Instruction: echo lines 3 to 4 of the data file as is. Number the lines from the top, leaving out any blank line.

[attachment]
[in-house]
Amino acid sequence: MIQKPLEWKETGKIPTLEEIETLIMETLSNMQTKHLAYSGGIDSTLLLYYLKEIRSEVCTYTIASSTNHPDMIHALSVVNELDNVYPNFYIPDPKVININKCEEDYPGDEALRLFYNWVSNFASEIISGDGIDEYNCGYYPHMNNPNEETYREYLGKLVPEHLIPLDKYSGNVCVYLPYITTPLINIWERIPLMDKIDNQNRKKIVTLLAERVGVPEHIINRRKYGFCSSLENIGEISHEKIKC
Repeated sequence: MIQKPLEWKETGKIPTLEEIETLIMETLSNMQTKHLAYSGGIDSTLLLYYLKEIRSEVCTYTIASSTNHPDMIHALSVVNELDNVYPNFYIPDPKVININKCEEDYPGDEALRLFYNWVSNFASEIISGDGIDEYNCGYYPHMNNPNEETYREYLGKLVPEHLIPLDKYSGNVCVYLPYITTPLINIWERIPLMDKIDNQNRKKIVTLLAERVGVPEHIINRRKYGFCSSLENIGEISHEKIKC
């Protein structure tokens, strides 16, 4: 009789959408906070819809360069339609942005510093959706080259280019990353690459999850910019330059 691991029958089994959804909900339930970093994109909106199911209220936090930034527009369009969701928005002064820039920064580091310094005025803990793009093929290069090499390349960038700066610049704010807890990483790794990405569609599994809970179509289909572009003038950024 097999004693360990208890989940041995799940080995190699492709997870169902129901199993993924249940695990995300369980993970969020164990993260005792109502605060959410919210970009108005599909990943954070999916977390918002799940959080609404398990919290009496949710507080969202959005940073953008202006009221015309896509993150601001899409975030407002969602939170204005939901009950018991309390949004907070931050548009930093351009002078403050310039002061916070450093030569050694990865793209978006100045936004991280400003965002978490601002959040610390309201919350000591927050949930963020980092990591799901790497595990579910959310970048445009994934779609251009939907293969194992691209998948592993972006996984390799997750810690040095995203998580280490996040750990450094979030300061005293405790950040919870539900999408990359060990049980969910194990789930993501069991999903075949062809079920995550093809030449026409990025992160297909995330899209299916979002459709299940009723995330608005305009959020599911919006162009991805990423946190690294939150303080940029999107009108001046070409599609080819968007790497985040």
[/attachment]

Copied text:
Repeated sequence: MIQKPLEWKETGKIPTLEEIETLIMETLSNMQTKHLAYSGGIDSTLLLYYLKEIRSEVCTYTIASSTNHPDMIHALSVVNELDNVYPNFYIPDPKVININKCEEDYPGDEALRLFYNWVSNFASEIISGDGIDEYNCGYYPHMNNPNEETYREYLGKLVPEHLIPLDKYSGNVCVYLPYITTPLINIWERIPLMDKIDNQNRKKIVTLLAERVGVPEHIINRRKYGFCSSLENIGEISHEKIKC
């Protein structure tokens, strides 16, 4: 009789959408906070819809360069339609942005510093959706080259280019990353690459999850910019330059 691991029958089994959804909900339930970093994109909106199911209220936090930034527009369009969701928005002064820039920064580091310094005025803990793009093929290069090499390349960038700066610049704010807890990483790794990405569609599994809970179509289909572009003038950024 097999004693360990208890989940041995799940080995190699492709997870169902129901199993993924249940695990995300369980993970969020164990993260005792109502605060959410919210970009108005599909990943954070999916977390918002799940959080609404398990919290009496949710507080969202959005940073953008202006009221015309896509993150601001899409975030407002969602939170204005939901009950018991309390949004907070931050548009930093351009002078403050310039002061916070450093030569050694990865793209978006100045936004991280400003965002978490601002959040610390309201919350000591927050949930963020980092990591799901790497595990579910959310970048445009994934779609251009939907293969194992691209998948592993972006996984390799997750810690040095995203998580280490996040750990450094979030300061005293405790950040919870539900999408990359060990049980969910194990789930993501069991999903075949062809079920995550093809030449026409990025992160297909995330899209299916979002459709299940009723995330608005305009959020599911919006162009991805990423946190690294939150303080940029999107009108001046070409599609080819968007790497985040």